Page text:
Description of goals of treating atrial fibrillation. Rhythm vs rate control and anticoagulation.
Просмотров: 680 Diego Belardi
"New Anticoagulants for Stroke Prevention in Atrial Fibrillation" Christian Ruff, MD Treatment Options for Atrial Fibrillation and VTE March 4th, 2013 Brigham and Women's Hospital Boston, MA
Просмотров: 10515 NAThrombosisForum
While warfarin has long been a common treatment option for patients with atrial fibrillation new medications are coming to the market which provide different benefits than the original option.
Просмотров: 3183 MD Magazine
In this video we try to explain two of the key issues for the management of atrial fibrillation. 1.The first issue is the issue of heart rate control versus heart rhythm control. Will your physician try to just control your heart rate or try to flip your rhythm back in to sinus rhythm from atrial fibrillation? With heart rate control our goal is to try to control the heart rate only. Thus the patient could still be in atrial fibrillation however heart rate is brought under control (60-110 bpm) with medications like beta blockers- metoprolol and calcium channel blockers like diltiazem etc. By rhythm control the physician tries to reset the heart into into sinus rhythm from atrial fibrillation. This can be done with the help of medications and is called as chemical cardioversion. Or it can be done by electrical shock also known as electrical cardioversion. Medications that can be used to keep the patient in the rhythm. These medications include, flecanide, sotalol or amiodarone etc. 2. The second key issue in the management of atrial fibrillation is prevention of stroke. Stroke is a deadly complication of atrial fibrillation. The first question that arises is what is the risk of stroke in a given patient with atrial fibrillation. A patients risk of stroke can be calculated by using an abbreviation called CHAD2VASC2 (explained in the table). Blood thinners (like Coumadin or newer agents like xeralto/apixaban/rivaroxaban) are recommended for patients with a score more than 2. For a score of zero usually no blood are recommended and for patients with the score of one either blood thinner or are aspirin as recommended. If you like this video and would like to see more of such patient educational videos go to our website www.patienteducationpro.com.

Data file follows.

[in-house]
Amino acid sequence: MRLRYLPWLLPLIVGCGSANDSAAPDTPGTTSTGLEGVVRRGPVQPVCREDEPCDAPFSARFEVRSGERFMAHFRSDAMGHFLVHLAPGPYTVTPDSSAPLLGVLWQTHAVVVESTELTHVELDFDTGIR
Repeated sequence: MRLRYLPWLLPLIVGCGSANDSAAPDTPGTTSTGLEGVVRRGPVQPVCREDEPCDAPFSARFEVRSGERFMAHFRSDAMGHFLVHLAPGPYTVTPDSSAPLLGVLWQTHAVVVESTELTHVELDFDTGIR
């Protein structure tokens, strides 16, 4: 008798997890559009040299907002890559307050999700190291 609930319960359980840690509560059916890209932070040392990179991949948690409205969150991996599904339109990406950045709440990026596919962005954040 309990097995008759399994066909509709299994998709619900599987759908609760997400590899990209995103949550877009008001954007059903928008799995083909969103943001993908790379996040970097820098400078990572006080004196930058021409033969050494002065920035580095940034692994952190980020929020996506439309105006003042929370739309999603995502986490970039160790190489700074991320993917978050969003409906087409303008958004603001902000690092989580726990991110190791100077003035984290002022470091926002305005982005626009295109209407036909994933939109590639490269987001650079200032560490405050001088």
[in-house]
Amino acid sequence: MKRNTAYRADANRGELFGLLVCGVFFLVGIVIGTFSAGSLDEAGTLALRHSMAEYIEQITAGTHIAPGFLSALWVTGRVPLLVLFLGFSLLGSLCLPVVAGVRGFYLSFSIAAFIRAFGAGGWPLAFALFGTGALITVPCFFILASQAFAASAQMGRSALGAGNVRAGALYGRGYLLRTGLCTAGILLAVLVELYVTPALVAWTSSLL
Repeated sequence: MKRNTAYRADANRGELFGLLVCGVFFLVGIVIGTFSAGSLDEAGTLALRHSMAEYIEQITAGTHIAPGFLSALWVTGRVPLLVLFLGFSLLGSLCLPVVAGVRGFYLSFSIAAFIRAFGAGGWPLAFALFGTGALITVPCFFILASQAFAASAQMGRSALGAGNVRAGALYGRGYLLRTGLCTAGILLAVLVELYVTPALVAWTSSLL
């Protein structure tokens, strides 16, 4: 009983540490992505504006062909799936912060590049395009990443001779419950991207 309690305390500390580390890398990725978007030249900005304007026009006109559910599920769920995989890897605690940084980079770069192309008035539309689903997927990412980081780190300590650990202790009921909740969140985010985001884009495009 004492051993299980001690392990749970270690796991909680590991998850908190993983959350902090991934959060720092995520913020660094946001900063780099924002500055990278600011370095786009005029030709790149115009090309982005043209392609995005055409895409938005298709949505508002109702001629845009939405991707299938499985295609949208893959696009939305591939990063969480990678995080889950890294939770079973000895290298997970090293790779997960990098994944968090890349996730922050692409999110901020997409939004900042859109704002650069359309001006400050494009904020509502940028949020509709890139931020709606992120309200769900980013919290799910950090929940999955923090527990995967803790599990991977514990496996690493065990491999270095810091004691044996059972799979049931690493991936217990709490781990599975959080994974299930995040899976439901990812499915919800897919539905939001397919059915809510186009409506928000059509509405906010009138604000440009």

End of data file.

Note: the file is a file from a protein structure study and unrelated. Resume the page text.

Просмотров: 1526 PatientEducationPro
Join our channel by subscribing here. If you have enjoyed our video, please like it and leave a comment about what other videos you may be interested in. Your help in creating great, relevant content is greatly appreciated. Discover everything patients should know about the blood thinner Coumadin (Warfarin). I cover the mechanism of action against vitamin K, the conditions it treats (including atrial fibrillation and deep vein thrombosis a.k.a DVT), the INR and how it should be monitored. This video describes the role of Warfarin in managing atrial fibrillation. Also included are modern day pros and cons of still using this medication that has been available for well over 50 years. Transcript: Thank you for visiting doctor AFib, I'm Dr. Morales. In today's video segment we're going to be talking about a blood thinner that has been on the market for well over 50 years, known as Warfarin or also goes by the brand name of Coumadin.Yes, it was first advertised and marketed as a rat poison way back in the 1940s. But starting in the 1950s it began to be approved for human use as a blood thinner.Nowadays it's actually used for several purposes, including for reducing the risk of stroke for atrial fibrillation, but also for treating deep venous thrombosis, pulmonary embolism as well as an anticoagulant for mechanical heart valves. Starting in the late 1980s and into the 1990s there were several clinical trials comparing Warfarin with aspirin for reducing the risk of stroke for atrial fibrillation.Several times Warfarin was shown to be superior for reducing the risk of stroke.In meta-analysis where they combined data from several clinical trials, it showed that Warfarin reduces the risk of stroke by about 66 percent. However, there are a lot of nuances when it comes to managing somebody who has taken Warfarin. First of all, not everybody's dose is the same based on how individuals metabolize the medication. There's a blood test called an INR, which helps your doctor monitor your Warfarin level to find the right dosage for you.At the beginning, very frequently people will have the blood tested every week until you find the correct dosage for you.After that stage, it may be only checked about once a month The target level on the blood test for most people is between a level between two to three in that INR blood test. However, there's been several studies that have shown that the amount of time people are actually within that recommended range can range anywhere from 50 to 70 percent of the time which shows that at least 30% of the time or even more patients are not within the recommended range of that INR level. Listen to the video for more Read my blog posts at http://www.DrAFib.com
Просмотров: 302 Dr. AFib